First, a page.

A meeting and a mandate: CTA is on the move
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CTA. 2000. A meeting and a mandate: CTA is on the move. Spore 89. CTA, Wageningen, The Netherlands.
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Readers of Spore will no doubt recall that CTA was established almost two decades ago under the second Lomé Convention between the African, Caribbean and Pacific Group of States and the Member States of the European Community. The signing of a new...
Readers of Spore will no doubt recall that CTA was established almost two decades ago under the second Lomé Convention between the African, Caribbean and Pacific Group of States and the Member States of the European Community. The signing of a new twenty-year ACP-EC Framework Agreement in Cotonou, Benin in June 2000 formalised a new relationship between these two groups of countries, which now number 15 on the European side, and 77 on the ACP side following the addition of six more Pacific nations (1) to the ACP Group. The new Partnership Agreement strengthens and reinforces the role of CTA in ACP institutional capacity development, particularly information management, in order to improve access to technologies for increasing agricultural productivity, commercialisation, food security and rural development. CTA s mandate has been clearly cast in the wider setting of the Agreement s overall focus on development and the integration of the ACP States into the world economy. There is, therefore, a need for the Centre to ensure that its operations and services are optimally aligned with the other elements in the complex constellation of actors, players, parties and stakeholders involved in ACP-EC cooperation. From 5 to 8 September 2000, CTA convened a Consultative Forum of experts at its headquarters under the title 'The Way Ahead for CTA'. The Forum was invited to assist in fashioning the Centre s Strategic Plan for the period 2001-2005, and to give its opinion on CTA s proposed Work Plan for 2001. Thirty-two specialists from ACP and EU countries attended the Forum, whose professional backgrounds were in agriculture and related fields, government, research and the non-public and civil society sectors. Most were familiar with the work of the Centre, having been members of the CTA Advisory Committee which operated under the Lomé Convention. Policies to make things happen In his opening remarks to the Forum, the Director of CTA, Carl Greenidge, emphasised how the Centre s existing objectives and information activities were to be continued and reinforced, whilst the Centre would become more proactive, rather than simply being demand-led. The existing activities would also be enhanced by the development of services which would strengthen the capacities of ACP States in the formulation, management and implementation of policies for agriculture and rural development. Outside observers may therefore notice that, by embracing policy concerns, CTA is joining the ranks of those institutions which seek to reinforce their services to partners by helping them to create the broad enabling environment in which their goals can be achieved more effectively. Speaking of the need to deepen existing activities, and recognising that agriculture and rural development are part of a wider universe, the Director spoke of the need to work a lot more closely with stakeholders. The Consultative Forum, in addition to helping CTA find its way forward, itself provided one key input for establishing a sound and sustainable institutional governance and an appropriate interpretation of its mandate. Mind you, to use a Dutch proverb appropriate to the damp autumnal days in which the meeting was held, you always let your soup cool a bit before eating it . The full text of the new Cotonou agreement can be found on Website (http://www.acpsec.org/) The six new Pacific Member States of the ACP Group are Republic of Nauru, Niue, Cook Islands, Federated States of Micronesia, Republic of Palau and Marshall Islands.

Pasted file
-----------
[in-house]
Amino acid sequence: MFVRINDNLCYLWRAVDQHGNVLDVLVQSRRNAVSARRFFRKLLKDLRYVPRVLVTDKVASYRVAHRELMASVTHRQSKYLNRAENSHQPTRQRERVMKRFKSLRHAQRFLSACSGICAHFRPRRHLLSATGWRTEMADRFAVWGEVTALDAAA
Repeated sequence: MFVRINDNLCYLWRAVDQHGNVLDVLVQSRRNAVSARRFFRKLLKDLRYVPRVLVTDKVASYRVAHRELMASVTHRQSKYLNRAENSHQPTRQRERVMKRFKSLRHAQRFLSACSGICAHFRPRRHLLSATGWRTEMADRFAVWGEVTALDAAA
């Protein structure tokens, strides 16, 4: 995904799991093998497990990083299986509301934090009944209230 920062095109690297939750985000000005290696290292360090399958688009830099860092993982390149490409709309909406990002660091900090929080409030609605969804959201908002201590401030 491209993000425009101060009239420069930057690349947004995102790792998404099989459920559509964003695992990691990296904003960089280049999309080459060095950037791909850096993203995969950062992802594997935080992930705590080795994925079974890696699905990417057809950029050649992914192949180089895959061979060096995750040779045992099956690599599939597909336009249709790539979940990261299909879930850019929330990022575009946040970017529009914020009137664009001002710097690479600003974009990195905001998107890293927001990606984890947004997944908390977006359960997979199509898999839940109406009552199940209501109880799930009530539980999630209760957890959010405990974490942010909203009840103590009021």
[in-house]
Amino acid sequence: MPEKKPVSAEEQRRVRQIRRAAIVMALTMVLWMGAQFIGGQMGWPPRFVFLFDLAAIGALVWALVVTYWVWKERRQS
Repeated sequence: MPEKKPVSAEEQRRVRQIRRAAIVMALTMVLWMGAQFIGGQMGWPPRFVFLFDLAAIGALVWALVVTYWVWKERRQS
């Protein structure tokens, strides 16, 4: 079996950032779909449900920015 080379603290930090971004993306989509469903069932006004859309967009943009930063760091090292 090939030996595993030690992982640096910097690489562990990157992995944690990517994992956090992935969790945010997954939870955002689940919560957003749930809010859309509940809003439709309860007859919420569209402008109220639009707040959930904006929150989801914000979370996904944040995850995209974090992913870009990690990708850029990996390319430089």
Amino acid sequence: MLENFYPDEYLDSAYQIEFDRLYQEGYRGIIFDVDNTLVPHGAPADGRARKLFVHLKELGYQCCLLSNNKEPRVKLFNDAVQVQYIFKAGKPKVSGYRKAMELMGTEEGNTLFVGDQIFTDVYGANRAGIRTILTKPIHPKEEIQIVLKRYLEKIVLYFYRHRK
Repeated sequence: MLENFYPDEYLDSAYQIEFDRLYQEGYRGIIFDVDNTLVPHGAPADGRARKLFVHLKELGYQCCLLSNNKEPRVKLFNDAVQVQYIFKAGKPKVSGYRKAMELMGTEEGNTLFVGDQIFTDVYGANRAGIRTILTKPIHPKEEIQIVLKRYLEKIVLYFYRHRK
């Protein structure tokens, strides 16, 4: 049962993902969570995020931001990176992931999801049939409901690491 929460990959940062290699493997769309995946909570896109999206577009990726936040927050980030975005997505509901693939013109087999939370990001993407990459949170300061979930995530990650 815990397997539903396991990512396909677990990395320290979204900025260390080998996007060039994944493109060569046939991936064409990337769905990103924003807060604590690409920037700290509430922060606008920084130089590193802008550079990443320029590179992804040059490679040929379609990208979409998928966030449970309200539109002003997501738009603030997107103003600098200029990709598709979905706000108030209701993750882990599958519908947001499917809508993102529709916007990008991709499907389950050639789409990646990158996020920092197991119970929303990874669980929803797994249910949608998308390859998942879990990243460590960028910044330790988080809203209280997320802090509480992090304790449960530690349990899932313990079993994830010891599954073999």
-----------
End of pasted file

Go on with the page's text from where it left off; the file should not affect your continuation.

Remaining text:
- CTA Spore (English)